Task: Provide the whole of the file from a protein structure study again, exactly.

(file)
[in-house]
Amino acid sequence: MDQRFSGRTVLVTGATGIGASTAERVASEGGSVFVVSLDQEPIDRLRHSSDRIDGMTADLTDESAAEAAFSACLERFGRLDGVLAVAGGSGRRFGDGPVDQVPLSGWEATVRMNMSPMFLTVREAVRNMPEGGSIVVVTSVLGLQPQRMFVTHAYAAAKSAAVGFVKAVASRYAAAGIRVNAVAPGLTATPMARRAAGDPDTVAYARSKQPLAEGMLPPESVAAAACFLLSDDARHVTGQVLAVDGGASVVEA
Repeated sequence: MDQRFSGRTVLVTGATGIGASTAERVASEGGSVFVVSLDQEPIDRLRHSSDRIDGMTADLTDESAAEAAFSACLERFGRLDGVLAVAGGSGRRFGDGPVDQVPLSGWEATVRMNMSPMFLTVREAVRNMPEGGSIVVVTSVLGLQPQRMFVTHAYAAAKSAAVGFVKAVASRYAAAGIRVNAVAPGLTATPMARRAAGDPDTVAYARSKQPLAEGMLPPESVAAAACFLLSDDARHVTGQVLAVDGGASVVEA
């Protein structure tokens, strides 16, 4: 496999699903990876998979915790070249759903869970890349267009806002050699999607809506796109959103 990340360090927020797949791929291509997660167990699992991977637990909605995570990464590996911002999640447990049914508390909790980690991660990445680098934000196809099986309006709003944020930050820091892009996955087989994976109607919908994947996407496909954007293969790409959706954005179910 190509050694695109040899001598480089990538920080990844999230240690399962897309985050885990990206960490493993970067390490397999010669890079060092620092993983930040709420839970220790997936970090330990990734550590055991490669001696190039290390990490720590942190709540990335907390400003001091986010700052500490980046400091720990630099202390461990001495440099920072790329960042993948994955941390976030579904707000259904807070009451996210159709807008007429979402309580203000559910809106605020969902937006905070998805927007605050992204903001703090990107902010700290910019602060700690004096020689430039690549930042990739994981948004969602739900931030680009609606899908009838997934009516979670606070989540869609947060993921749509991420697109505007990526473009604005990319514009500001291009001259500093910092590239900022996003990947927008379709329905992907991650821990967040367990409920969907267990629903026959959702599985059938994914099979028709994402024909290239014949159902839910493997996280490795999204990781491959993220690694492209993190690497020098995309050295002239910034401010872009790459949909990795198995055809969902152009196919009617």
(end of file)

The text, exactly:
[in-house]
Amino acid sequence: MDQRFSGRTVLVTGATGIGASTAERVASEGGSVFVVSLDQEPIDRLRHSSDRIDGMTADLTDESAAEAAFSACLERFGRLDGVLAVAGGSGRRFGDGPVDQVPLSGWEATVRMNMSPMFLTVREAVRNMPEGGSIVVVTSVLGLQPQRMFVTHAYAAAKSAAVGFVKAVASRYAAAGIRVNAVAPGLTATPMARRAAGDPDTVAYARSKQPLAEGMLPPESVAAAACFLLSDDARHVTGQVLAVDGGASVVEA
Repeated sequence: MDQRFSGRTVLVTGATGIGASTAERVASEGGSVFVVSLDQEPIDRLRHSSDRIDGMTADLTDESAAEAAFSACLERFGRLDGVLAVAGGSGRRFGDGPVDQVPLSGWEATVRMNMSPMFLTVREAVRNMPEGGSIVVVTSVLGLQPQRMFVTHAYAAAKSAAVGFVKAVASRYAAAGIRVNAVAPGLTATPMARRAAGDPDTVAYARSKQPLAEGMLPPESVAAAACFLLSDDARHVTGQVLAVDGGASVVEA
């Protein structure tokens, strides 16, 4: 496999699903990876998979915790070249759903869970890349267009806002050699999607809506796109959103 990340360090927020797949791929291509997660167990699992991977637990909605995570990464590996911002999640447990049914508390909790980690991660990445680098934000196809099986309006709003944020930050820091892009996955087989994976109607919908994947996407496909954007293969790409959706954005179910 190509050694695109040899001598480089990538920080990844999230240690399962897309985050885990990206960490493993970067390490397999010669890079060092620092993983930040709420839970220790997936970090330990990734550590055991490669001696190039290390990490720590942190709540990335907390400003001091986010700052500490980046400091720990630099202390461990001495440099920072790329960042993948994955941390976030579904707000259904807070009451996210159709807008007429979402309580203000559910809106605020969902937006905070998805927007605050992204903001703090990107902010700290910019602060700690004096020689430039690549930042990739994981948004969602739900931030680009609606899908009838997934009516979670606070989540869609947060993921749509991420697109505007990526473009604005990319514009500001291009001259500093910092590239900022996003990947927008379709329905992907991650821990967040367990409920969907267990629903026959959702599985059938994914099979028709994402024909290239014949159902839910493997996280490795999204990781491959993220690694492209993190690497020098995309050295002239910034401010872009790459949909990795198995055809969902152009196919009617």